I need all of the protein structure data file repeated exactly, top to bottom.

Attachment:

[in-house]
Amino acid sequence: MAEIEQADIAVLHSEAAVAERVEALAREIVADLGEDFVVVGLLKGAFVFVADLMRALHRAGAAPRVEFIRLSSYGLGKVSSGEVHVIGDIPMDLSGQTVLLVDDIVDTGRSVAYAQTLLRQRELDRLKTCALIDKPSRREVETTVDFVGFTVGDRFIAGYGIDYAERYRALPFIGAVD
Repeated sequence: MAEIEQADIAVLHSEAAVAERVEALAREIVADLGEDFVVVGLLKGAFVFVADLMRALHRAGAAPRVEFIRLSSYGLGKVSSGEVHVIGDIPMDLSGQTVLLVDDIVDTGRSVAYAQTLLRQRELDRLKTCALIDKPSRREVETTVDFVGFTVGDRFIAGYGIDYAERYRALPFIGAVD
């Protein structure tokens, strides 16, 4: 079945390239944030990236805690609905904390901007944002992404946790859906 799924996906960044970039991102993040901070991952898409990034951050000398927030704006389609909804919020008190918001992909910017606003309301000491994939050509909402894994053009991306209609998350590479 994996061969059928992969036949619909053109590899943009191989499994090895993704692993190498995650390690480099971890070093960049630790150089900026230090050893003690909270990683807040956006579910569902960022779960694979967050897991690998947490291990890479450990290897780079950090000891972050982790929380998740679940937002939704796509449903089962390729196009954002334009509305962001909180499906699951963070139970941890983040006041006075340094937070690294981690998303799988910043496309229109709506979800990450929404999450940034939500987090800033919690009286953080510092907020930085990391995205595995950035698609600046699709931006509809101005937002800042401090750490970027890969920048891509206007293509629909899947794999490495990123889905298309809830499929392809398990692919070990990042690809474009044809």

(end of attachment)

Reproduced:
[in-house]
Amino acid sequence: MAEIEQADIAVLHSEAAVAERVEALAREIVADLGEDFVVVGLLKGAFVFVADLMRALHRAGAAPRVEFIRLSSYGLGKVSSGEVHVIGDIPMDLSGQTVLLVDDIVDTGRSVAYAQTLLRQRELDRLKTCALIDKPSRREVETTVDFVGFTVGDRFIAGYGIDYAERYRALPFIGAVD
Repeated sequence: MAEIEQADIAVLHSEAAVAERVEALAREIVADLGEDFVVVGLLKGAFVFVADLMRALHRAGAAPRVEFIRLSSYGLGKVSSGEVHVIGDIPMDLSGQTVLLVDDIVDTGRSVAYAQTLLRQRELDRLKTCALIDKPSRREVETTVDFVGFTVGDRFIAGYGIDYAERYRALPFIGAVD
């Protein structure tokens, strides 16, 4: 079945390239944030990236805690609905904390901007944002992404946790859906 799924996906960044970039991102993040901070991952898409990034951050000398927030704006389609909804919020008190918001992909910017606003309301000491994939050509909402894994053009991306209609998350590479 994996061969059928992969036949619909053109590899943009191989499994090895993704692993190498995650390690480099971890070093960049630790150089900026230090050893003690909270990683807040956006579910569902960022779960694979967050897991690998947490291990890479450990290897780079950090000891972050982790929380998740679940937002939704796509449903089962390729196009954002334009509305962001909180499906699951963070139970941890983040006041006075340094937070690294981690998303799988910043496309229109709506979800990450929404999450940034939500987090800033919690009286953080510092907020930085990391995205595995950035698609600046699709931006509809101005937002800042401090750490970027890969920048891509206007293509629909899947794999490495990123889905298309809830499929392809398990692919070990990042690809474009044809």